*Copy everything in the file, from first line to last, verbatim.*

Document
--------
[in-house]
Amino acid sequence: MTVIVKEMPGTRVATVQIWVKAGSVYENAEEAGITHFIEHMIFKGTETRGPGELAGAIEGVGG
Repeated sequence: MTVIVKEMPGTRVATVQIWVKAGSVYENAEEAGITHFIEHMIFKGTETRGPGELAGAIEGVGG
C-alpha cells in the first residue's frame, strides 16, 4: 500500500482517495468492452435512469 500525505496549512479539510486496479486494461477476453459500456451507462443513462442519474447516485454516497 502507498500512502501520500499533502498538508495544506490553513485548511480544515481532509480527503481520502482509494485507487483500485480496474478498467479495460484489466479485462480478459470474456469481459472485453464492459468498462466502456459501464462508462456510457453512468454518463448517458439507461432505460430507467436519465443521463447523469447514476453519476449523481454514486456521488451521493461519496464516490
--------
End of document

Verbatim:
[in-house]
Amino acid sequence: MTVIVKEMPGTRVATVQIWVKAGSVYENAEEAGITHFIEHMIFKGTETRGPGELAGAIEGVGG
Repeated sequence: MTVIVKEMPGTRVATVQIWVKAGSVYENAEEAGITHFIEHMIFKGTETRGPGELAGAIEGVGG
C-alpha cells in the first residue's frame, strides 16, 4: 500500500482517495468492452435512469 500525505496549512479539510486496479486494461477476453459500456451507462443513462442519474447516485454516497 502507498500512502501520500499533502498538508495544506490553513485548511480544515481532509480527503481520502482509494485507487483500485480496474478498467479495460484489466479485462480478459470474456469481459472485453464492459468498462466502456459501464462508462456510457453512468454518463448517458439507461432505460430507467436519465443521463447523469447514476453519476449523481454514486456521488451521493461519496464516490